Abstract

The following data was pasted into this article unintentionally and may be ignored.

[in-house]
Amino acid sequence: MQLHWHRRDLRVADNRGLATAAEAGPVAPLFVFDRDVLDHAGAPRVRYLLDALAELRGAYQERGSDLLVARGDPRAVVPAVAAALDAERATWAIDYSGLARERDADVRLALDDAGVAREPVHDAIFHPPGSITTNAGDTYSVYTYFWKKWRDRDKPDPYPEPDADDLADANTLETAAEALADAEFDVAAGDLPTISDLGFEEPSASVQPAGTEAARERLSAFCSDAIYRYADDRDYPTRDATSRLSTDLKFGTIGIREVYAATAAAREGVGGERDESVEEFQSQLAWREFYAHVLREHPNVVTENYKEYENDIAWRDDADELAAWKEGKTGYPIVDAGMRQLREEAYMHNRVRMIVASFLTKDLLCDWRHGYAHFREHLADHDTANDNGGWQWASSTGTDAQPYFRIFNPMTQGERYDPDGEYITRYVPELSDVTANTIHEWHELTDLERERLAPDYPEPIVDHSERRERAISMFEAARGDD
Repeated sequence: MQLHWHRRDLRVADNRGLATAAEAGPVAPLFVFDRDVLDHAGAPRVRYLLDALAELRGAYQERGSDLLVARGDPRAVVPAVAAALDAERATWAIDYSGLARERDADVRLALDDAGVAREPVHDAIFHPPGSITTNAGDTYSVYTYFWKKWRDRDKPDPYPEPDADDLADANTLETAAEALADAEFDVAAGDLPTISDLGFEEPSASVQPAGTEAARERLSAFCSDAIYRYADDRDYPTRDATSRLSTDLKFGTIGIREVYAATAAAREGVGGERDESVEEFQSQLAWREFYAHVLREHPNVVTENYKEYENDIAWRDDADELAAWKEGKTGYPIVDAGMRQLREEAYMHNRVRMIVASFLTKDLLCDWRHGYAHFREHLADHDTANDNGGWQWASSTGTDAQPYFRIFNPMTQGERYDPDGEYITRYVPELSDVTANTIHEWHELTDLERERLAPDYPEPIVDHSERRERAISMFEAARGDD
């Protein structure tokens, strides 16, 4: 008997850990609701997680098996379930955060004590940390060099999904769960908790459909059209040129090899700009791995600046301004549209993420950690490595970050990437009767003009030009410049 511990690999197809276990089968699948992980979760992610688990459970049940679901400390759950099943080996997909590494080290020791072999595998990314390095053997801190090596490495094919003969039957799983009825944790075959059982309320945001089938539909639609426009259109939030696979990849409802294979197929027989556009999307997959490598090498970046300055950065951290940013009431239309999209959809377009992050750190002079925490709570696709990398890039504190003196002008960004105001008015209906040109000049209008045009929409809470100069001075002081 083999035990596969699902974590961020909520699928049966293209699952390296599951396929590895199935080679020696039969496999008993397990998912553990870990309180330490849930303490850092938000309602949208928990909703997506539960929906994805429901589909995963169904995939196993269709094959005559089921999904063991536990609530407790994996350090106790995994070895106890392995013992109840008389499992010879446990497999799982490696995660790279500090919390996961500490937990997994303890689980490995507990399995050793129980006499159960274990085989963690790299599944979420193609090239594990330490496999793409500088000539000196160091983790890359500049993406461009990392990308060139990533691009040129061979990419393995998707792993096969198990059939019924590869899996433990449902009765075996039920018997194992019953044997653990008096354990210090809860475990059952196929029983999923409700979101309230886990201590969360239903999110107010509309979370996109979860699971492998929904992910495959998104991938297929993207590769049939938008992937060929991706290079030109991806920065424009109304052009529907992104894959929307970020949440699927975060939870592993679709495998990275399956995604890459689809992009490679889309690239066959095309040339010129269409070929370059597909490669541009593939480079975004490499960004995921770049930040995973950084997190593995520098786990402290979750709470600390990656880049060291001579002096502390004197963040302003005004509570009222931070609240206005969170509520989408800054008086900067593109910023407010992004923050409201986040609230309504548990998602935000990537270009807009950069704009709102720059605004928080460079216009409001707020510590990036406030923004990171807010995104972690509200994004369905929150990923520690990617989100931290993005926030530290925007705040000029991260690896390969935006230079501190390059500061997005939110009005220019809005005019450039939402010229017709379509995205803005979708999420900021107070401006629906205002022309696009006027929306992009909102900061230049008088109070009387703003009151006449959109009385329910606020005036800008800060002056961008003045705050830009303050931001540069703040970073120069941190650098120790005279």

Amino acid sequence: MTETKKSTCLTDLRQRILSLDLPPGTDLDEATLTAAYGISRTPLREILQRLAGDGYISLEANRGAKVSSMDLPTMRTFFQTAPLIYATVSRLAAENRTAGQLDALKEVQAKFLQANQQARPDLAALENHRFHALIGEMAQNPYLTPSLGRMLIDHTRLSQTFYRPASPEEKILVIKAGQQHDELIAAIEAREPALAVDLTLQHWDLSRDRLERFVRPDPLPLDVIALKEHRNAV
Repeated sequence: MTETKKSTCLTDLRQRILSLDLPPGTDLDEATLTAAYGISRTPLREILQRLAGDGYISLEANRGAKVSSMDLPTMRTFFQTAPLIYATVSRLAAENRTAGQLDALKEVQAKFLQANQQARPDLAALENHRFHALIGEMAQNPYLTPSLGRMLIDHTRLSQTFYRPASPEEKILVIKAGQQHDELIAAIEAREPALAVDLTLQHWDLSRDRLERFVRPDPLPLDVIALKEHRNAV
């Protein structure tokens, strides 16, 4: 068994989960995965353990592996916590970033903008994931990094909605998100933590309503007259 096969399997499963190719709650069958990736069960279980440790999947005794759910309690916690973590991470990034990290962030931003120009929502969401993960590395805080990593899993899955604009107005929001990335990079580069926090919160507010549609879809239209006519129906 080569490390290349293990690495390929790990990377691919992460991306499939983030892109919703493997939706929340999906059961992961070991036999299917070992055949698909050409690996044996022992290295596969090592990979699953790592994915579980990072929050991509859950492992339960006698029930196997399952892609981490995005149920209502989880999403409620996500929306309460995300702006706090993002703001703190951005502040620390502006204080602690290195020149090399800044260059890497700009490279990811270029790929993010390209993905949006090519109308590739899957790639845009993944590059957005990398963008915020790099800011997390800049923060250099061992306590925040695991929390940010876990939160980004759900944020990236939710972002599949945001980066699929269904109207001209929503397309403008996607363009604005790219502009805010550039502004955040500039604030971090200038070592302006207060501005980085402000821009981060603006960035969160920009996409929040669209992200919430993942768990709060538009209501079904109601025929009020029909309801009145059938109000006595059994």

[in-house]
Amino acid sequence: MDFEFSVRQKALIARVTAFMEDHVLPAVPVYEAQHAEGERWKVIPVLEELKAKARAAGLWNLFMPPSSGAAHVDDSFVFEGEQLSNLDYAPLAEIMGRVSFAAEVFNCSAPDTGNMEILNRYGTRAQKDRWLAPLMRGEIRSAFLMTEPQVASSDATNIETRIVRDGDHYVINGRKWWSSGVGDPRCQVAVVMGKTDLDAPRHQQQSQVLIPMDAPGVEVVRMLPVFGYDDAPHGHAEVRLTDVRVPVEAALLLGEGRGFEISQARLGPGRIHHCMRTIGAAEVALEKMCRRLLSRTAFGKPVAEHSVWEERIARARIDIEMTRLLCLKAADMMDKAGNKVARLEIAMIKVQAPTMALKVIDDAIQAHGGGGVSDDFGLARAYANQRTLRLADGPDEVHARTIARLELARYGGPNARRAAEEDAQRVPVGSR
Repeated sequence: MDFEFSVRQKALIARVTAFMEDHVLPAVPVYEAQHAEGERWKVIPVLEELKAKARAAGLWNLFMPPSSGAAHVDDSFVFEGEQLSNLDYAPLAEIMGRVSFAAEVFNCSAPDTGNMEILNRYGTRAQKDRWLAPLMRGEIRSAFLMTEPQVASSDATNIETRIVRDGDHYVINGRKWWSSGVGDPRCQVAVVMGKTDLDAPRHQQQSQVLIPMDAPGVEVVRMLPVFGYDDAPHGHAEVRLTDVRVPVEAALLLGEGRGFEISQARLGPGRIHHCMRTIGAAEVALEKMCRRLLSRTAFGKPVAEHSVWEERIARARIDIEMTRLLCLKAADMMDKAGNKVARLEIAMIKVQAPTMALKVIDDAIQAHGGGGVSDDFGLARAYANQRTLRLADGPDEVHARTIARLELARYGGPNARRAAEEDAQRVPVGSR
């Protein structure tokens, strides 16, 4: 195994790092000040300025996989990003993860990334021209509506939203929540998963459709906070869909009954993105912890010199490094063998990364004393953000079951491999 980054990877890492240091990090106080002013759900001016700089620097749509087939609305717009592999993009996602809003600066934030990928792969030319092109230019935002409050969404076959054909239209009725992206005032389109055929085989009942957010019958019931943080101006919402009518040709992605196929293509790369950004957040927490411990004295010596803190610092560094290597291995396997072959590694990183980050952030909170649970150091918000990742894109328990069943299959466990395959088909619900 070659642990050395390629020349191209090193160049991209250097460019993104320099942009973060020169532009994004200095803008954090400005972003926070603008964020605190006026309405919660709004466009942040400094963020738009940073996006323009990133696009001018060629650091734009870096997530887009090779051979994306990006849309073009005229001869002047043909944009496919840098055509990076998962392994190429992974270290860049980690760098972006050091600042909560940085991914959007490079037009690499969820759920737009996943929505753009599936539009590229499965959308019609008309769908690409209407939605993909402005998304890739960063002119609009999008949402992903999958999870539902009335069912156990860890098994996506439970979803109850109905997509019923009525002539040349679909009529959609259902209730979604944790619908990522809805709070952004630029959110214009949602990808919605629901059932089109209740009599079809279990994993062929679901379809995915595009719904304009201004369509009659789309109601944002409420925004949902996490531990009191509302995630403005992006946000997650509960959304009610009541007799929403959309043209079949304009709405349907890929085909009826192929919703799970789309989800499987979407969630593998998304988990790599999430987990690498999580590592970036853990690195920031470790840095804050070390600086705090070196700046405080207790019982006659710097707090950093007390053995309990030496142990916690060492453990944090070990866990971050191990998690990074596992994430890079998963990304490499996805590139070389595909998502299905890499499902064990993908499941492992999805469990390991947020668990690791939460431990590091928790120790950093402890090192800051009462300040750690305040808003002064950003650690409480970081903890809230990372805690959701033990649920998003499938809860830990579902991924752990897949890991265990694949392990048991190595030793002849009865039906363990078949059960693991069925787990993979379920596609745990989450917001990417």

Christian fundamentalism is a doctrinal system and an argumentative frame, but it also functions as a “countermovement” whose members advocate resistance from a purported place of ecclesial and political marginalization. This article explores the roots of early fundamentalist resistance rhetoric as it manifested through a series of “countersymbols”—oppositional condensation symbols that invoke the corruption of an idealized community by its other to rhetorically justify resistance as necessary response.

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